Nadeem Nizamuddin was expelled from school. He asked for and received a temporary restraining order against Community Education in Excellence, the operator of the private school, staying the expulsion at least until after a preliminary injunction hearing.
Excellence appealed the restraining order. But its appeal was dismissed for failure to comply with Illinois Supreme Court Rule 307(d), which states the requirements for establishing appellate jurisdiction over an appeal of a temporary restraining order.
Here is what the Second District Illinois Appellate Court said Excellence did wrong.
• Filed its petition and its Notice of Appeal in the wrong court. Excellence filed in the circuit court, which in a typical case is correct. But appeals from TROs have an expedited schedule, so Rule 307 requires the petition and the Notice of Appeal to be filed in the appellate court.
• Mailed the petition and the Notice of Appeal to the appellate court on the filing deadline. Ordinarily that’s okay; the “mailbox rule” governs typical appeals and makes the date of filing the same as the date of mailing. But the “mailbox rule” did not apply to this appeal from a TRO, and the appellate court did not receive the documents until after the filing deadline. So the appellate court said Excellence’s documents were too late to establish appellate jurisdiction.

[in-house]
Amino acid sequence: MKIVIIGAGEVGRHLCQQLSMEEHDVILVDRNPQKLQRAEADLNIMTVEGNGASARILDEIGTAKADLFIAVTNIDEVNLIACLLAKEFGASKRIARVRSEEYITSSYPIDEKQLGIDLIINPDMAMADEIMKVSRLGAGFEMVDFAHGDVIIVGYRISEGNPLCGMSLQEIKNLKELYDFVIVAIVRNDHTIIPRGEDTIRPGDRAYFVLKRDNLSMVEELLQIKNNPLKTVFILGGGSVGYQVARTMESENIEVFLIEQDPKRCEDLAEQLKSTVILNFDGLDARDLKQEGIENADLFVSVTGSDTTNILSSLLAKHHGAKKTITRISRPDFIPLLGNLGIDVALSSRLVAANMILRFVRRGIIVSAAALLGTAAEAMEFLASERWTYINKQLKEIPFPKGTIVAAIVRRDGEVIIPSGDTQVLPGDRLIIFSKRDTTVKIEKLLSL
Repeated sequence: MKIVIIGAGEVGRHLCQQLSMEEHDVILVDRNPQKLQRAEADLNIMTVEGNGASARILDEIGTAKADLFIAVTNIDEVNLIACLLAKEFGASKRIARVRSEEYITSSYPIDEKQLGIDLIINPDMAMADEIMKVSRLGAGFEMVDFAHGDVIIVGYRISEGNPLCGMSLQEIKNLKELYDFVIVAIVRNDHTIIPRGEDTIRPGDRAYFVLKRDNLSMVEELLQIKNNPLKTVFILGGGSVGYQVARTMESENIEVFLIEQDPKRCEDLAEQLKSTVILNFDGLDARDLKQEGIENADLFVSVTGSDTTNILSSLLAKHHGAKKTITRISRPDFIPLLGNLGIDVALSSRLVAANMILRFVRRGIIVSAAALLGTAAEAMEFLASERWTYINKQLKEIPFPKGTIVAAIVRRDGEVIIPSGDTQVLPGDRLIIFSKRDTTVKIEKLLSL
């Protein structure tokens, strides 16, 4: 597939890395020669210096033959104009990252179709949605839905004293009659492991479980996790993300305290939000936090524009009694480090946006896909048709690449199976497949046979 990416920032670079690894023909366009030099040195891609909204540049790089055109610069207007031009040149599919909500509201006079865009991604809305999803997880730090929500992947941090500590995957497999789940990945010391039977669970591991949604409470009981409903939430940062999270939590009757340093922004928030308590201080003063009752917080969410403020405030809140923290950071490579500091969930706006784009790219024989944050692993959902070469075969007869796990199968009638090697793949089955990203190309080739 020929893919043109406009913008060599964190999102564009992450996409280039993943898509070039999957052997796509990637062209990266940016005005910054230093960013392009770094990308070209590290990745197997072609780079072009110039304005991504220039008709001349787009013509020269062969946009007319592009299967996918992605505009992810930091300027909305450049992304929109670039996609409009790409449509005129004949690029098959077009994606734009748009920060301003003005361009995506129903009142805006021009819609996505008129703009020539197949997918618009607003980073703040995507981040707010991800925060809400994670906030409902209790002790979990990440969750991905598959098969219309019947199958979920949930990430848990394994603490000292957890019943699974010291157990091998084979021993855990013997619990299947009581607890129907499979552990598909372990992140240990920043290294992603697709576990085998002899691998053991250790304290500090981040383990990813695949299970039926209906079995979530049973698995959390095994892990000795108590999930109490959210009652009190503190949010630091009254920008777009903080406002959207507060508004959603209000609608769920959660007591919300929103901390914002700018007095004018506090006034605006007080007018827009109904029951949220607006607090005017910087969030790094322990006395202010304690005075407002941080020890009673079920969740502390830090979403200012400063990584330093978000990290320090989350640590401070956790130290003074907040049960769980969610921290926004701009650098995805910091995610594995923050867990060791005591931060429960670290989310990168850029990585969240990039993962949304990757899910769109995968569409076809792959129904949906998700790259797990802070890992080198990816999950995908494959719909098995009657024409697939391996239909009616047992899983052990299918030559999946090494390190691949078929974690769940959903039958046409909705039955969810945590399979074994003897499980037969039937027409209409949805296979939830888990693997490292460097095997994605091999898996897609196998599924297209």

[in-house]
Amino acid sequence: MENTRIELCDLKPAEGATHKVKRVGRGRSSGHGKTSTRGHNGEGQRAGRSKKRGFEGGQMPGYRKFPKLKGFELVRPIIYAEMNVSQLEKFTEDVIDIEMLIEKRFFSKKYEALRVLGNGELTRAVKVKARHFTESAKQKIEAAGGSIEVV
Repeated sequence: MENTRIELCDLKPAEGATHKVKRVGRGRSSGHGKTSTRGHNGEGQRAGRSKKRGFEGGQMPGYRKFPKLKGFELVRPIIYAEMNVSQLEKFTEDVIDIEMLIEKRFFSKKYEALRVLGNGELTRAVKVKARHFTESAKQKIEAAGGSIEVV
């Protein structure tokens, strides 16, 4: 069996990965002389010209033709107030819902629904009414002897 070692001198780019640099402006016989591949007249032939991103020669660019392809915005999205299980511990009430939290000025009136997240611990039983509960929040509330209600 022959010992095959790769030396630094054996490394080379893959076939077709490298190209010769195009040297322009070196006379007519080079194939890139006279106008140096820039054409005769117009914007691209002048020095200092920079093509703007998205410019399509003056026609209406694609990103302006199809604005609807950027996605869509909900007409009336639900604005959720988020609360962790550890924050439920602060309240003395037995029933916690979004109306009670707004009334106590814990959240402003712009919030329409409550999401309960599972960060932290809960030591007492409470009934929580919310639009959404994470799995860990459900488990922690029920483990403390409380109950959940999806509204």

• Served Nadeem by regular mail. But Rule 307 says service on the opposing party has to be by personal delivery or fax. So Excellence’s proof of service, which showed service by mail, was insufficient.
• Prejudiced Nadeem’s lawyer because he had only one day to file a response to Excellence’s petition. Had he been served personally or by fax, he would have had double the time to prepare a response.